3. Keep it private
Don't involve others to take your side - this will only escalate the issue. If you know someone neutral who can mediate the discussion then this different. But they must be neutral.

4. Listen to the other side
It takes two to argue. It is very strategic to try and understand where the other is coming from. Doing this can contain the seeds of agreement. When you meet again, ask if you can summarise where you think they are coming from. Ask if they would do the same thing uninterrupted. This allows you both to define the actual issues - which tend to get drowned out by the static of acrimony - to the point where sometimes it becomes difficult to understand what we are actually arguing about!

5. Evaluate how much will it matter tomorrow
Picking our battles in life is a principle worth considering as a protective mechanism for our health and wellbeing.

6. Find a resolution
Agree to disagree and move on, seek a compromise, and if the issues are very serious, then involve an outside professional to assist you. Mediation as an increasingly popular alternative to the winners/losers adversarial legal system in the Western world. Sometimes disputes, at the high end of the scale, need court intervention. But overall negotiation and mediation is the better route to take to sort out our differences - mostly we can do this ourselves but sometimes it will require a professional mediator. First off though, we need to defuse the situation. Nothing will ever be resolved by rage.

In the end, being heard and understood - and hearing and understanding the other in return - is a hallmark of democracy in our close relationships. Winning and losing just does not rate compared to finding a fair compromise.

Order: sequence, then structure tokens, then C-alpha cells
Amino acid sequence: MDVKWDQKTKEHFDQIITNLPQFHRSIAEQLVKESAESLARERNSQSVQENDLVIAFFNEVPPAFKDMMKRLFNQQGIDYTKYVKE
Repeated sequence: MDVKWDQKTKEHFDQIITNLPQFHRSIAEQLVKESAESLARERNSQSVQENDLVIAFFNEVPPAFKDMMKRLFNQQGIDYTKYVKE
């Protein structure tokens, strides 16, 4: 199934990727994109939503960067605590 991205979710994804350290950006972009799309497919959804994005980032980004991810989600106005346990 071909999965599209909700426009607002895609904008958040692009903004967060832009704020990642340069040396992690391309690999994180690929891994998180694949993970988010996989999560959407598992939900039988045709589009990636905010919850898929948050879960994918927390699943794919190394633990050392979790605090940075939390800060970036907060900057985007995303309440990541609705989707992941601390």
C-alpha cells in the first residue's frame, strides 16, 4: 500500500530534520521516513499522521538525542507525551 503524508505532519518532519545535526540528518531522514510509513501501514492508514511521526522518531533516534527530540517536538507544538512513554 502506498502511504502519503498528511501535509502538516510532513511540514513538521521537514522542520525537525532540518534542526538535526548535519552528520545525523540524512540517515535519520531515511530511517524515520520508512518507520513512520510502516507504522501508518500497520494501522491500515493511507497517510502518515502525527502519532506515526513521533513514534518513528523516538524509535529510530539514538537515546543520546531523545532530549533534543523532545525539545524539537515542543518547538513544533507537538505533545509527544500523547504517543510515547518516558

Only you can know whether a compromise is possible. It often is.

No one ever said finding a way through conflict was easy. And defusing arguments does not mean giving up your right to your view. Keep in mind the image of the way in which water flows around a rock. Water is more powerful -and we need that potent fluidity in our lives. It creates a far different result from what happens when a rock hits a rock.

- www.nzherald.co.nz

Jill Goldson

A relationship expert with over 25 years experience counselling couples, individuals and families.

Jill's fascination for what makes us tick stems from sheer bloody-minded curiosity and a genuine desire to see people live healthy, happy lives. Born in Manchester, the award-winning family and relationship counsellor moved to Auckland when she was nine. Being the middle child of an immigrant family she was neither the oldest nor youngest child, neither a Pom nor a Kiwi. This kicked off a lifelong fascination with how people can make sense of transitions and how uncertainty can be turned into a greater understanding of ourselves and of those who push our buttons. Her career has spanned more than 25 years, and seen her working for the Family Court; in hospitals; universities; aboriginal training programmes, inner London social work practices, and now–her own private practice in Auckland. Whether she's counselling everyday Kiwis, highly paid power couples or the children of Bengali immigrant families, Jill has an inherent ability to tease out what's really going on in people's lives, and strategise to improve the situation, whatever that may be.